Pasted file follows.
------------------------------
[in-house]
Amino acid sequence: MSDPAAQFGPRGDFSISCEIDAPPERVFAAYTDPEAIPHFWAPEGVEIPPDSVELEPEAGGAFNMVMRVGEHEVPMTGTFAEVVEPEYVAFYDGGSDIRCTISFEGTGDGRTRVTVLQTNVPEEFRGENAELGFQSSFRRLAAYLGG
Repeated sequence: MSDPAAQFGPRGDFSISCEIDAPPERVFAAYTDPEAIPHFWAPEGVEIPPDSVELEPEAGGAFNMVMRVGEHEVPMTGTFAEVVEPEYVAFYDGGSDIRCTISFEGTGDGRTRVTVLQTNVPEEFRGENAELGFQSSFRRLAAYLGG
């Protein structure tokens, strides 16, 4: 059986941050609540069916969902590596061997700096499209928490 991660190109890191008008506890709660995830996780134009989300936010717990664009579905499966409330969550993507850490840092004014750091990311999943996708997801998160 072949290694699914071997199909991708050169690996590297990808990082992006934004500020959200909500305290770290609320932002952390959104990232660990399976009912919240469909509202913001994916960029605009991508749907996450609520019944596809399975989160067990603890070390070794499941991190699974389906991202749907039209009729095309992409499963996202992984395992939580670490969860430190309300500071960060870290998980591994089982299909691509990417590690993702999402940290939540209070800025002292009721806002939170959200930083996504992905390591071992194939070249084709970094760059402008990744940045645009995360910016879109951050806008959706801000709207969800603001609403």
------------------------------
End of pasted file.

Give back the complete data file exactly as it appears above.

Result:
[in-house]
Amino acid sequence: MSDPAAQFGPRGDFSISCEIDAPPERVFAAYTDPEAIPHFWAPEGVEIPPDSVELEPEAGGAFNMVMRVGEHEVPMTGTFAEVVEPEYVAFYDGGSDIRCTISFEGTGDGRTRVTVLQTNVPEEFRGENAELGFQSSFRRLAAYLGG
Repeated sequence: MSDPAAQFGPRGDFSISCEIDAPPERVFAAYTDPEAIPHFWAPEGVEIPPDSVELEPEAGGAFNMVMRVGEHEVPMTGTFAEVVEPEYVAFYDGGSDIRCTISFEGTGDGRTRVTVLQTNVPEEFRGENAELGFQSSFRRLAAYLGG
């Protein structure tokens, strides 16, 4: 059986941050609540069916969902590596061997700096499209928490 991660190109890191008008506890709660995830996780134009989300936010717990664009579905499966409330969550993507850490840092004014750091990311999943996708997801998160 072949290694699914071997199909991708050169690996590297990808990082992006934004500020959200909500305290770290609320932002952390959104990232660990399976009912919240469909509202913001994916960029605009991508749907996450609520019944596809399975989160067990603890070390070794499941991190699974389906991202749907039209009729095309992409499963996202992984395992939580670490969860430190309300500071960060870290998980591994089982299909691509990417590690993702999402940290939540209070800025002292009721806002939170959200930083996504992905390591071992194939070249084709970094760059402008990744940045645009995360910016879109951050806008959706801000709207969800603001609403």